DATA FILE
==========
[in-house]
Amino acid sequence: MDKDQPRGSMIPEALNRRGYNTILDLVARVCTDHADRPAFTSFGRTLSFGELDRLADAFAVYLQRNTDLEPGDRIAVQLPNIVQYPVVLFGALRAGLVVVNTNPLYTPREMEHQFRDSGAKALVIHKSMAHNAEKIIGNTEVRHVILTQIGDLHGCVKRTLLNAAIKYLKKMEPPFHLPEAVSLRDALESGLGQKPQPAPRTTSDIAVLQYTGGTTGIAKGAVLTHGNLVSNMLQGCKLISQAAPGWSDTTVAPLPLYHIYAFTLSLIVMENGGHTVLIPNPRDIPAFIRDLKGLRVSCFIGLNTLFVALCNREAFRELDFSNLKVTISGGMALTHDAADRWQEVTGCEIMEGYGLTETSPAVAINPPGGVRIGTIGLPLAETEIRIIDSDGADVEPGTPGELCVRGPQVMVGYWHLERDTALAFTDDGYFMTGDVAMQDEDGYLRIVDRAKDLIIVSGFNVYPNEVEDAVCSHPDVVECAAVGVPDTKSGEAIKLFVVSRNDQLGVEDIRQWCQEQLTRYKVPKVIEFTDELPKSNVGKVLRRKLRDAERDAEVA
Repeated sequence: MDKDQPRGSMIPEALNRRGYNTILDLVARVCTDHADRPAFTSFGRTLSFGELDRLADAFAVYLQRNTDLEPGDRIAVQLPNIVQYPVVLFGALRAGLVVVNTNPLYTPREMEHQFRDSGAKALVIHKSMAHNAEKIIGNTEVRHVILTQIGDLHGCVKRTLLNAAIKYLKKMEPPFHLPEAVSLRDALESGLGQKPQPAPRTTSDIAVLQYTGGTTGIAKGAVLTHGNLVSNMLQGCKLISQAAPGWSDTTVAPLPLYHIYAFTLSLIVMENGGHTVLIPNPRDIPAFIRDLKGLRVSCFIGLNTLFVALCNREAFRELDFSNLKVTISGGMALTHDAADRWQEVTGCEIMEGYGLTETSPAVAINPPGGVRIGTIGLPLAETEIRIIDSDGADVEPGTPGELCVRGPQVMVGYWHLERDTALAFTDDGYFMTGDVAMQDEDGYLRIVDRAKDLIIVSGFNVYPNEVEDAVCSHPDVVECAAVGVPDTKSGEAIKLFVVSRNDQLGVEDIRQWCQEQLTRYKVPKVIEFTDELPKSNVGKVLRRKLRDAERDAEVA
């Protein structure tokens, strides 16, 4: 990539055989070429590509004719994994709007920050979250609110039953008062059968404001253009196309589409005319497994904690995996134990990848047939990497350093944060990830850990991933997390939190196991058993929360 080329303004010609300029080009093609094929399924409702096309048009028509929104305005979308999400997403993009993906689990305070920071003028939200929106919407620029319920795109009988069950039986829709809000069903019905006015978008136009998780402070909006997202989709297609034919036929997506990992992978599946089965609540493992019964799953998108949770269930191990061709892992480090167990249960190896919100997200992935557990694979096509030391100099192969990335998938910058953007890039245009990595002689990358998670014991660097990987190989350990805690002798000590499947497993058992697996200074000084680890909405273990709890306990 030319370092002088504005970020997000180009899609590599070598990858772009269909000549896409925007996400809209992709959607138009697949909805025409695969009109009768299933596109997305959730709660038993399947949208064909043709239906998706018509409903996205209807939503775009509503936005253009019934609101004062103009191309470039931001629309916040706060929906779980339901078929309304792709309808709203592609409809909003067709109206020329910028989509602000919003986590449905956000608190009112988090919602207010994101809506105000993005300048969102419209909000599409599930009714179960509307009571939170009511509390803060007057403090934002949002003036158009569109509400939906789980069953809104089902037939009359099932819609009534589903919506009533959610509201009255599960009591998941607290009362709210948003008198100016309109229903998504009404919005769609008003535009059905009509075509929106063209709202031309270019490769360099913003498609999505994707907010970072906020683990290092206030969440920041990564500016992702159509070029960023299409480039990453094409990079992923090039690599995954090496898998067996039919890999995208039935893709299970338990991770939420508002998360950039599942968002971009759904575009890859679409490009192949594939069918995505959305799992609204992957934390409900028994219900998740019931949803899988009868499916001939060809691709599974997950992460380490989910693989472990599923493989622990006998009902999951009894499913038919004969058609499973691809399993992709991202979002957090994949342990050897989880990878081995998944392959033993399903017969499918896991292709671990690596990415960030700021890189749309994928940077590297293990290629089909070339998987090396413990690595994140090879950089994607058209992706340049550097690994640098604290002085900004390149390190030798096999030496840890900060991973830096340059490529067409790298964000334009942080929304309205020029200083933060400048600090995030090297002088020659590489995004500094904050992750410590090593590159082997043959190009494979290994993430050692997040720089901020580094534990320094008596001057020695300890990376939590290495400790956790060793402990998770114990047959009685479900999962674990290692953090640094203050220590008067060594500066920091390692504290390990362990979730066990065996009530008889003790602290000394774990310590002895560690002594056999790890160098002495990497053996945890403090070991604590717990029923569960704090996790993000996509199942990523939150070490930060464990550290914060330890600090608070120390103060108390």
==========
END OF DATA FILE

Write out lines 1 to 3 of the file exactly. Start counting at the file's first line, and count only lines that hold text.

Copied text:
[in-house]
Amino acid sequence: MDKDQPRGSMIPEALNRRGYNTILDLVARVCTDHADRPAFTSFGRTLSFGELDRLADAFAVYLQRNTDLEPGDRIAVQLPNIVQYPVVLFGALRAGLVVVNTNPLYTPREMEHQFRDSGAKALVIHKSMAHNAEKIIGNTEVRHVILTQIGDLHGCVKRTLLNAAIKYLKKMEPPFHLPEAVSLRDALESGLGQKPQPAPRTTSDIAVLQYTGGTTGIAKGAVLTHGNLVSNMLQGCKLISQAAPGWSDTTVAPLPLYHIYAFTLSLIVMENGGHTVLIPNPRDIPAFIRDLKGLRVSCFIGLNTLFVALCNREAFRELDFSNLKVTISGGMALTHDAADRWQEVTGCEIMEGYGLTETSPAVAINPPGGVRIGTIGLPLAETEIRIIDSDGADVEPGTPGELCVRGPQVMVGYWHLERDTALAFTDDGYFMTGDVAMQDEDGYLRIVDRAKDLIIVSGFNVYPNEVEDAVCSHPDVVECAAVGVPDTKSGEAIKLFVVSRNDQLGVEDIRQWCQEQLTRYKVPKVIEFTDELPKSNVGKVLRRKLRDAERDAEVA
Repeated sequence: MDKDQPRGSMIPEALNRRGYNTILDLVARVCTDHADRPAFTSFGRTLSFGELDRLADAFAVYLQRNTDLEPGDRIAVQLPNIVQYPVVLFGALRAGLVVVNTNPLYTPREMEHQFRDSGAKALVIHKSMAHNAEKIIGNTEVRHVILTQIGDLHGCVKRTLLNAAIKYLKKMEPPFHLPEAVSLRDALESGLGQKPQPAPRTTSDIAVLQYTGGTTGIAKGAVLTHGNLVSNMLQGCKLISQAAPGWSDTTVAPLPLYHIYAFTLSLIVMENGGHTVLIPNPRDIPAFIRDLKGLRVSCFIGLNTLFVALCNREAFRELDFSNLKVTISGGMALTHDAADRWQEVTGCEIMEGYGLTETSPAVAINPPGGVRIGTIGLPLAETEIRIIDSDGADVEPGTPGELCVRGPQVMVGYWHLERDTALAFTDDGYFMTGDVAMQDEDGYLRIVDRAKDLIIVSGFNVYPNEVEDAVCSHPDVVECAAVGVPDTKSGEAIKLFVVSRNDQLGVEDIRQWCQEQLTRYKVPKVIEFTDELPKSNVGKVLRRKLRDAERDAEVA